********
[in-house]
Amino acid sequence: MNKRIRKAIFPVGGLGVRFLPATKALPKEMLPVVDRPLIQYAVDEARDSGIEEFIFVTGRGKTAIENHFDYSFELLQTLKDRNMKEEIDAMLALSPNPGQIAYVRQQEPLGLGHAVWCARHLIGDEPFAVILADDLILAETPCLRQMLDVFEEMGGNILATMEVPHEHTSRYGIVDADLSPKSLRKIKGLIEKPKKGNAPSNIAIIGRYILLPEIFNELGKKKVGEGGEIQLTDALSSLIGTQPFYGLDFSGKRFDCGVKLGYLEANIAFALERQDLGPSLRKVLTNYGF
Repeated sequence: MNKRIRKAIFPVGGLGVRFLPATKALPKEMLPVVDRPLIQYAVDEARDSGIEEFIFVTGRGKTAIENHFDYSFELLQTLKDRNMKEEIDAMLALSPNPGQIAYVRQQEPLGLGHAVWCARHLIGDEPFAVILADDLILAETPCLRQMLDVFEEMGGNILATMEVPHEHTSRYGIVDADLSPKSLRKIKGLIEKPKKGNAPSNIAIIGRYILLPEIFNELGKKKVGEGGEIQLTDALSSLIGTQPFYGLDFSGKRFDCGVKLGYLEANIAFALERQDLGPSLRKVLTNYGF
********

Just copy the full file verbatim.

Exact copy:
[in-house]
Amino acid sequence: MNKRIRKAIFPVGGLGVRFLPATKALPKEMLPVVDRPLIQYAVDEARDSGIEEFIFVTGRGKTAIENHFDYSFELLQTLKDRNMKEEIDAMLALSPNPGQIAYVRQQEPLGLGHAVWCARHLIGDEPFAVILADDLILAETPCLRQMLDVFEEMGGNILATMEVPHEHTSRYGIVDADLSPKSLRKIKGLIEKPKKGNAPSNIAIIGRYILLPEIFNELGKKKVGEGGEIQLTDALSSLIGTQPFYGLDFSGKRFDCGVKLGYLEANIAFALERQDLGPSLRKVLTNYGF
Repeated sequence: MNKRIRKAIFPVGGLGVRFLPATKALPKEMLPVVDRPLIQYAVDEARDSGIEEFIFVTGRGKTAIENHFDYSFELLQTLKDRNMKEEIDAMLALSPNPGQIAYVRQQEPLGLGHAVWCARHLIGDEPFAVILADDLILAETPCLRQMLDVFEEMGGNILATMEVPHEHTSRYGIVDADLSPKSLRKIKGLIEKPKKGNAPSNIAIIGRYILLPEIFNELGKKKVGEGGEIQLTDALSSLIGTQPFYGLDFSGKRFDCGVKLGYLEANIAFALERQDLGPSLRKVLTNYGF